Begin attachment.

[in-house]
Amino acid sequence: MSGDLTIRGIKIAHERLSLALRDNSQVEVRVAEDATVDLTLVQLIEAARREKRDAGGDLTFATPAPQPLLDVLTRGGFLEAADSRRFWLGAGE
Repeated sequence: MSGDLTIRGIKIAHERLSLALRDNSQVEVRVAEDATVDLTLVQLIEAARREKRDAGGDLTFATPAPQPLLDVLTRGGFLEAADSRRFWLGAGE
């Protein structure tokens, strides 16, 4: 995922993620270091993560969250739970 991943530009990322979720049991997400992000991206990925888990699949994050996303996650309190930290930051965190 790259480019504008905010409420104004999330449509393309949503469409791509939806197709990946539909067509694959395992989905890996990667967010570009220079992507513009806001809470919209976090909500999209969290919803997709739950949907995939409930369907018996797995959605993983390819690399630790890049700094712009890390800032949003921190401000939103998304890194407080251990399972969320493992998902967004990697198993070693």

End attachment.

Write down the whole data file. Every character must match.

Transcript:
[in-house]
Amino acid sequence: MSGDLTIRGIKIAHERLSLALRDNSQVEVRVAEDATVDLTLVQLIEAARREKRDAGGDLTFATPAPQPLLDVLTRGGFLEAADSRRFWLGAGE
Repeated sequence: MSGDLTIRGIKIAHERLSLALRDNSQVEVRVAEDATVDLTLVQLIEAARREKRDAGGDLTFATPAPQPLLDVLTRGGFLEAADSRRFWLGAGE
């Protein structure tokens, strides 16, 4: 995922993620270091993560969250739970 991943530009990322979720049991997400992000991206990925888990699949994050996303996650309190930290930051965190 790259480019504008905010409420104004999330449509393309949503469409791509939806197709990946539909067509694959395992989905890996990667967010570009220079992507513009806001809470919209976090909500999209969290919803997709739950949907995939409930369907018996797995959605993983390819690399630790890049700094712009890390800032949003921190401000939103998304890194407080251990399972969320493992998902967004990697198993070693």